When the performance is done, the audience boos Wagner horribly. Cowell says it “was like we were making this show in Egypt in 1956”.
For their second song tonight, One Direction take on a Joe Cocker ballad. The bulk of the lead vocals are shared between Harry Styles and Liam Payne – Harry comes off much better, it has to be said. Zayn even gets a line in there. Good vocals though, and a classic track. The same comment from earlier on applies, I don’t think the boys are capable of complex harmonies, and as a boyband, that’s something they need to master.
Mary Byrne sings Brass In My Pocket
This one’s a good vocal, but a slightly half-hearted performance. Like 90% of the performances tonight, it’s dubious whether this can be called rock. However the staging was pretty tasteful instead of Friedman’s usual mess. Eagle-eyed viewers will have spotted Mary gyrating onstage, which was a bit shocking. It’s like watching your mother gyrating on stage.
Dannii called it borderline karaoke, which may well have been fair comment. Simon also called it a bit shouty.
Rebecca Ferguson sings Satisfaction
Flanked by two backing dancers and wearing a sexy black dress, Rebecca covers The Rolling Stones’ Satisfaction. I love how she’s giving it her own unique vocal spin, although it has a few wobbles in there. Also, we were promised Rebecca would be more lively but she wasn’t. She stood rooted to one spot as usual.
Simon plays with her leading her to believe he didn’t like the performance, but instead calling it a return to form, like meeting her again for the first time. He’s not completely off the mark either – last week was a bit of a disappointment for Rebecca fans.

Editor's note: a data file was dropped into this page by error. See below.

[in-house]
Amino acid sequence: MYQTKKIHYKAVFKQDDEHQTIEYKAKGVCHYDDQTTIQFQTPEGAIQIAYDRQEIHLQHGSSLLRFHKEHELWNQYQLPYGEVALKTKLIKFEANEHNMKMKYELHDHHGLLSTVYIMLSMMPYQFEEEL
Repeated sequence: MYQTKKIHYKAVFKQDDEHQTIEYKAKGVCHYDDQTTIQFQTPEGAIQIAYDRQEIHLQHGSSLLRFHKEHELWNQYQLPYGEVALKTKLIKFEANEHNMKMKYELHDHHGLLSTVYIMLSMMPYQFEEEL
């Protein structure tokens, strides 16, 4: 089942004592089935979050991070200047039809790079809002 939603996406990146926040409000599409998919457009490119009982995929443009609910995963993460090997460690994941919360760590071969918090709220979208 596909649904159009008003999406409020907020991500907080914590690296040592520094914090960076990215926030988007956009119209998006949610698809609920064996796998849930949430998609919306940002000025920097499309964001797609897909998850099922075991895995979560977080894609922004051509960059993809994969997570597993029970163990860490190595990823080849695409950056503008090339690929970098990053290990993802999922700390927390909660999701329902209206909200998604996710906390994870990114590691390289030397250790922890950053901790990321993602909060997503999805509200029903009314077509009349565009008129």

Katie Waissel sings Everybody Hurts
Tackling the REM classic, Cheryl’s words ring in our ears “you’ll see real emotion from Katie tonight”. What, not FAKE emotion? It’s a much better vocal than Sex On Fire, but she ends on an awful, screeched ad-lib ending. Cowell again makes some decent comments about the song not working within the timeframe she had to sing it in.
I remain on the fence about Katie – how do we like someone who’s got more focus on her personal life than on her performances? She’s clearly a good singer. I feel she’s suffering from inconsistent song choices each week. None of the songs she’s given have really suited her voice, and I think Katie’s value to X Factor is in the tabloids and not in her voice.
Matt Cardle sings Nights In White Satin
This is an interesting song choice – really unusual and sadly quite an obscure song these days. But it really brings out Matt’s vocal range and gives him an opportunity to show what drama he can bring to the song. We don’t hear this song enough anymore, and Matt gave a really emotional performance with a classic track tonight. This has got to be his best performance of the series without a doubt.
Cher Lloyd sings Walk This Way
Naturally, the Aerosmith version of this lends itself naturally to rapping (although the RunDMC version had actual rapping). It’s suited to Cher’s style, but it’s also the closest she’s going to get to singing a Girls Aloud song on stage – they recorded a version with Sugababes for Comic Relief.
It’s a bit of a mess, with Cher’s vocal as feeble as usual, but with moments of brilliance where she shows the potential for stronger vocals. The rapping is actually pretty good, although she completely fluffed the lyrics. I doubt anyone will notice though. I’m split – I don’t think she’s strong enough to be here at this advanced stage of the competition – but I also think she’s starting to improve at what she does.
Cheryl makes a good point that X Factor’s never had an artist like her before. It’s fair comment – there’s no precedent for what Cher does. However, that means she much more raw than the other acts on the show. I think the standard of what Cher does is quite low. Give it a couple of years and we might start to see some really polished urban acts hitting The X Factor. And that’s something this show needs.